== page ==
0
$\begingroup$

I don't perfectly understand this concept, how would I go about calculating the big theta of $4^{\log_2(n)}$.

My instincts tell me this would end up as $\Theta(4^n)$, is that correct?

$\endgroup$
  • $\begingroup$ $4^{\log_2 n}=2^{2\log_2 n}=n^2$ because $b^{\log_b(n)}=n$ $\endgroup$ – kingW3 Jun 21 '18 at 18:40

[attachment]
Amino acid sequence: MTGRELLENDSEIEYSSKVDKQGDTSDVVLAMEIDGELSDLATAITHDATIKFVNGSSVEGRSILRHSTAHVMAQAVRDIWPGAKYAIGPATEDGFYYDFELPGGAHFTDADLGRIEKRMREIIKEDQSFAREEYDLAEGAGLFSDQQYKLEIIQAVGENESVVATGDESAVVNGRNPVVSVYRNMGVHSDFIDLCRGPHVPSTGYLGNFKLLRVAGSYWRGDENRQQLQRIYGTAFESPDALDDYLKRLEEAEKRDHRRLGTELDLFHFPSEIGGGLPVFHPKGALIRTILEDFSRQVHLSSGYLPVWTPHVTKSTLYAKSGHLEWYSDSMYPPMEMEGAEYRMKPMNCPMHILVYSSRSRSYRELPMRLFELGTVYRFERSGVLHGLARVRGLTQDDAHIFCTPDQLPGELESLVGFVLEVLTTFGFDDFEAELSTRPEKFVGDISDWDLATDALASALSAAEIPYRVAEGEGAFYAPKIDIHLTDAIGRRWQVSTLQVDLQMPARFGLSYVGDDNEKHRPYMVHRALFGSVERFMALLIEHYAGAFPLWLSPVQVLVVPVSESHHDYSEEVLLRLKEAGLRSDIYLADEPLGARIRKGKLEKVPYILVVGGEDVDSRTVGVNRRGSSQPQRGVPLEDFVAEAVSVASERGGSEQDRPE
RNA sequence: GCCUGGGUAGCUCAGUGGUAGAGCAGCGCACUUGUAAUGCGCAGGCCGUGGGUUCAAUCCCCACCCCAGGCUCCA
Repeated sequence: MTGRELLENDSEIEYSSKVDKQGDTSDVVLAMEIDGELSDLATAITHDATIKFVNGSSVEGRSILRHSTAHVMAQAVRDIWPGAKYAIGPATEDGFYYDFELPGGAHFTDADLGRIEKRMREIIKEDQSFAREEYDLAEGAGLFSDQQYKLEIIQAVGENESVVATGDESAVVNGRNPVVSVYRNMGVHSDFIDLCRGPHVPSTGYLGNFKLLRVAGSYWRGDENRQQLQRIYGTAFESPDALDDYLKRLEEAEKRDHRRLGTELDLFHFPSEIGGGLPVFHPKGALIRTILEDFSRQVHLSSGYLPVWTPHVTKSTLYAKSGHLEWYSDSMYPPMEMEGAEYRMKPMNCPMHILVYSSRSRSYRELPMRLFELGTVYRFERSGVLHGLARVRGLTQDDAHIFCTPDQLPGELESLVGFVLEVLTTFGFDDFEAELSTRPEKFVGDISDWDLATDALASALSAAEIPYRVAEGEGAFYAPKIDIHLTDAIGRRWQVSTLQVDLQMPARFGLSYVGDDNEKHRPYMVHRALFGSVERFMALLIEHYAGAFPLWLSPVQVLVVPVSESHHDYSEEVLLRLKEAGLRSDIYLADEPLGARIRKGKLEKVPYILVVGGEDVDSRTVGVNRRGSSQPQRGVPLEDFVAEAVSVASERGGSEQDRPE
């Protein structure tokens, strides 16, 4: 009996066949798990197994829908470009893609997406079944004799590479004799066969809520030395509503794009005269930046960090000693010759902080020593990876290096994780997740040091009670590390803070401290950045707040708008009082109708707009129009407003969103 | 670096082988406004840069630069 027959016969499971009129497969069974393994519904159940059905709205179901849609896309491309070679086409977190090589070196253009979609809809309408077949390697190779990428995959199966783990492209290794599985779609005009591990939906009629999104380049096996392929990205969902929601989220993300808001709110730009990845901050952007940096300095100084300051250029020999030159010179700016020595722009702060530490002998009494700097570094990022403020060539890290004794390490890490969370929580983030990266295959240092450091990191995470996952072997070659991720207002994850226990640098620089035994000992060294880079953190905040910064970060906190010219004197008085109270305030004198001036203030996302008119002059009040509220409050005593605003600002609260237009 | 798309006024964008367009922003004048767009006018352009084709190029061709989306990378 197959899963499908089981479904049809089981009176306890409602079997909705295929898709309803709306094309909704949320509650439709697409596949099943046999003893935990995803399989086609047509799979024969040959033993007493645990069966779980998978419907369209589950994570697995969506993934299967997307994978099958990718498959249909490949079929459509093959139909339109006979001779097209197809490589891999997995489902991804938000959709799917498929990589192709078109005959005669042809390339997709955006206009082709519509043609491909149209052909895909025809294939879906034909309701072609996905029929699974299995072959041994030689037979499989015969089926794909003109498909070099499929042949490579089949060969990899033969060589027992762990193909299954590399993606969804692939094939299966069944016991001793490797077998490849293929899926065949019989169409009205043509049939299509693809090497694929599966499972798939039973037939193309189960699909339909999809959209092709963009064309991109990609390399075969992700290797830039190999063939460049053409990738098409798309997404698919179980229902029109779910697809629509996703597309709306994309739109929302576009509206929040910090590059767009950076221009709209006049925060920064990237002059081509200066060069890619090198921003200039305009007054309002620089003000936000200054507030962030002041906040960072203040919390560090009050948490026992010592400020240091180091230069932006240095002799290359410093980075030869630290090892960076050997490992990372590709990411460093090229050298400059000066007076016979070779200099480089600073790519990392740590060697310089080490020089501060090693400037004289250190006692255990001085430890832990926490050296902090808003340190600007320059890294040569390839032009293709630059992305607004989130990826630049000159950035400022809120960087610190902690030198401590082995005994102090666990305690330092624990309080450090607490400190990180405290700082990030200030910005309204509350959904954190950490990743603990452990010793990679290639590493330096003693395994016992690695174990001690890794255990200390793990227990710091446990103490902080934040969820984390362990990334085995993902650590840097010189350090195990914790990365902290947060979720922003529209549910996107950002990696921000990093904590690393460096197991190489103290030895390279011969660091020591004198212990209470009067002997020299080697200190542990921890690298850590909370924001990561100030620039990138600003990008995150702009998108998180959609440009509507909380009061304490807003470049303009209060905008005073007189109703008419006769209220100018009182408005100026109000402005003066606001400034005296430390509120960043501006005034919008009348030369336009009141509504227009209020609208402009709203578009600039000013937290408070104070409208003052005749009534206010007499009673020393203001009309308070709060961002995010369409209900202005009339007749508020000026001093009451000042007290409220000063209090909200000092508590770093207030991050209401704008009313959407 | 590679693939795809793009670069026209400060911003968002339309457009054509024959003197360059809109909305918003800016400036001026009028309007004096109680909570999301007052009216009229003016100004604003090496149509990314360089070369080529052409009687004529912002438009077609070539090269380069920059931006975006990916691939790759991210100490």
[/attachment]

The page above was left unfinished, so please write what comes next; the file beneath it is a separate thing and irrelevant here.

• $\begingroup$ Thank you, @kingW3, is the procedure this straight forward, no calcuating upper and lower bounds? $\endgroup$ – LukaTheLegend Jun 21 '18 at 18:47
  • 1
    $\begingroup$ They are telling you the function is literally the same thing as $n^2.$ So $\Theta(4^{\log_2(n)})$ is just a funny way of writing $\Theta(n^2).$ $\endgroup$ – spaceisdarkgreen Jun 21 '18 at 19:26

Your Answer

By clicking “Post Your Answer”, you agree to our terms of service, privacy policy and cookie policy

Browse other questions tagged or ask your own question.